When I’m having a hard time nowadays, I don’t get ruffled. I wait for the wave to go away and just try not to spend more than a week without putting on a gi.

Jiu-jitsu training can be intense; how do you manage your energy?

I don’t train to exhaustion as I used to, so it is always a pleasure to put on the gi. When I leave practice, I go straight to the pool. It is a very efficient way to relax the mind and muscles.

How have you surprised yourself throughout your years of training?

I’ve gone through phases where I thought about stopping, but jiu-jitsu somehow seduces me, and inevitably I find myself putting on a gi again. It is always so good to be on the mat; it brings me pleasure.

What is the best advice you have received related to training? Who was that advice from?

The best advice I received was from my master, Osvaldo Alves. From his advice I hold on to two fundamental principles: (1) Do not settle or become comfortable, and (2) Do not play to win, play to finalize.

What kind of life lessons have you learned from jiu-jitsu?

Jiu-jitsu brings many benefits and a lot of personal growth can be extracted from this art. The main ones are: emotional control, knowing your limits and strengths, and being able to take in the values and principles that will improve our attitudes and our psychosocial conditions.

You are the first woman to have been awarded a Coral Belt – first of all Congratulations on such an incredible accomplishment! What does this promotion mean to you? How does it feel to be the first woman to have achieved this rank?

Being the woman in jiu-jitsu with the highest rank cannot be seen as personal merit. It was not earned in isolation, and it comes with a lot of collective concerns, as well. After all, we have to ask what barriers have been put up for so many years that didn’t allow other women to also achieve the coral belt in this day and age? Do these barriers still exist? They do and we need to tear them down. This needs to be done by the leaders in our sport and also be taken on head first by all of us, women and men in jiu-jitsu.

Nowadays, Yvone can be found teaching a variety of classes and seminars. While in Brazil, she has been working on creating female UN teams and preparing talks to promote BJJ for different groups both in Brazil and abroad. She trains with her students and in friends’ gyms and divides her time between Brasilia and Santiago in Chile.

When you dedicate your life and commit to perfecting your practice, there is no doubt that it will have an impact on not just your performance in the sport but also in your overall life. Yvone believes that even though we can all benefit from jiu-jitsu, very few understand the process of what it takes to really unlock this benefit. To truly understand the essence of this martial art, she says, “We need to take a breath, approach it with respect, and always focus on the essence of jiu jitsu.”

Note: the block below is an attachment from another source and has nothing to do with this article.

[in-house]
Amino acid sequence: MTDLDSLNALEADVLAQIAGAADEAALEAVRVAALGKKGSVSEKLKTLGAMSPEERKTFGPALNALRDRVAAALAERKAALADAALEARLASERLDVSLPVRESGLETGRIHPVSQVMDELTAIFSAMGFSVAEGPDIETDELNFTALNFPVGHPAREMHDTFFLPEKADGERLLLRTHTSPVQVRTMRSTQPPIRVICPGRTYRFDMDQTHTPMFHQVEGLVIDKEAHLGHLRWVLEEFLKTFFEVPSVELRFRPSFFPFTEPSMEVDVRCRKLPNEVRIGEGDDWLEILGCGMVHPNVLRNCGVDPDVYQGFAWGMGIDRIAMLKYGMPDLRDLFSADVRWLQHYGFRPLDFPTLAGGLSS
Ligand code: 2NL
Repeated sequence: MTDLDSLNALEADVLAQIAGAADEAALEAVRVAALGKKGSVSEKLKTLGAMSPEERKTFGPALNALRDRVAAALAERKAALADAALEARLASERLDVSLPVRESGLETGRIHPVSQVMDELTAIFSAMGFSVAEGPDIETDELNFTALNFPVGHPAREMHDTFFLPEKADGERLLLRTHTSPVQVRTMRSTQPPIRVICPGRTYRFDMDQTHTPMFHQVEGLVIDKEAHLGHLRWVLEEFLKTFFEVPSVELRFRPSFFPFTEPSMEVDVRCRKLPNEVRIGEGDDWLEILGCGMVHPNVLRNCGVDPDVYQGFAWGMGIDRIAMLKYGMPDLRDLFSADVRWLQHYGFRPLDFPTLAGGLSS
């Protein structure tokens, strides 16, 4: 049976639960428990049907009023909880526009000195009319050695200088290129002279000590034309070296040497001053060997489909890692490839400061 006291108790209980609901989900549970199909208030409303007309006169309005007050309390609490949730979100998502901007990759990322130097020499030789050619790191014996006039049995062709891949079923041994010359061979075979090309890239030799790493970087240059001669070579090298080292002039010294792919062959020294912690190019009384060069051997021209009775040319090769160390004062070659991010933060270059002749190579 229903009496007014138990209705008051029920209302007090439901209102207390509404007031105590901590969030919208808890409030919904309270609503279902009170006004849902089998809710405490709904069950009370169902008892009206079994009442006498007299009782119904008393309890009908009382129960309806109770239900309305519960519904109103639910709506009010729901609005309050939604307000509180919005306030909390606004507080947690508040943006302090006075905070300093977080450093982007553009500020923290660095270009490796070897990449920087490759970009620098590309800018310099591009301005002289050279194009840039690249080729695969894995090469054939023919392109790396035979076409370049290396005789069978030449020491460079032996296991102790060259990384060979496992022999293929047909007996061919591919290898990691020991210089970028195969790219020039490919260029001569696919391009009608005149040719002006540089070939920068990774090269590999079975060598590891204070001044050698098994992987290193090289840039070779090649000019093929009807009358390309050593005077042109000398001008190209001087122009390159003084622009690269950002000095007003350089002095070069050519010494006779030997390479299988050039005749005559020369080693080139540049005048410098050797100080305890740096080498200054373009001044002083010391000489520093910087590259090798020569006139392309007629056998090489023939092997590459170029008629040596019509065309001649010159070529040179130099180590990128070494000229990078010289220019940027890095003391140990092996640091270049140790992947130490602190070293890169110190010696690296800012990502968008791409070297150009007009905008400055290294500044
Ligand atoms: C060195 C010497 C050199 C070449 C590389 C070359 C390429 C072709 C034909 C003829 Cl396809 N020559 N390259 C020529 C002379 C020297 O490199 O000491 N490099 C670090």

Success and accomplishment come from staying connected to jiu jitsu’s roots and dedicating yourself to being patient, committed, and humble through the process of learning.

If you’ve been thinking about trying out Brazilian Jiu-Jitsu but have been hesitant, take Yvone’s advice to: ‘Just put on a gi and try it out!’ There really is nothing that can properly describe what it feels like or how it works, so the best thing to do is just give it a go!

a special thanks to Marta Fernandes for her help in translating this interview

Author:

Ayesha Kamal

 Guest Writer

Ayesha is a purple belt and currently trains in Kuwait. She is an educator, writer, and speaker. Ayesha is the founder of She is Fierce, an organization that focuses on empowering women through Jiu-Jitsu, mindfulness practices, and written expression. Her other interests include writing, cooking, weightlifting, and yoga. After 20 years in education, she has shifted gears and is currently pursuing a Masters in Counseling Psychology with the hope to expand her work with women and continue to provide them with safe, supportive spaces where they can heal, grow, and thrive. You can learn more about She is Fierce at sheisfierce.co.uk or on Instagram @fiercefitfight & @plumpetalsfit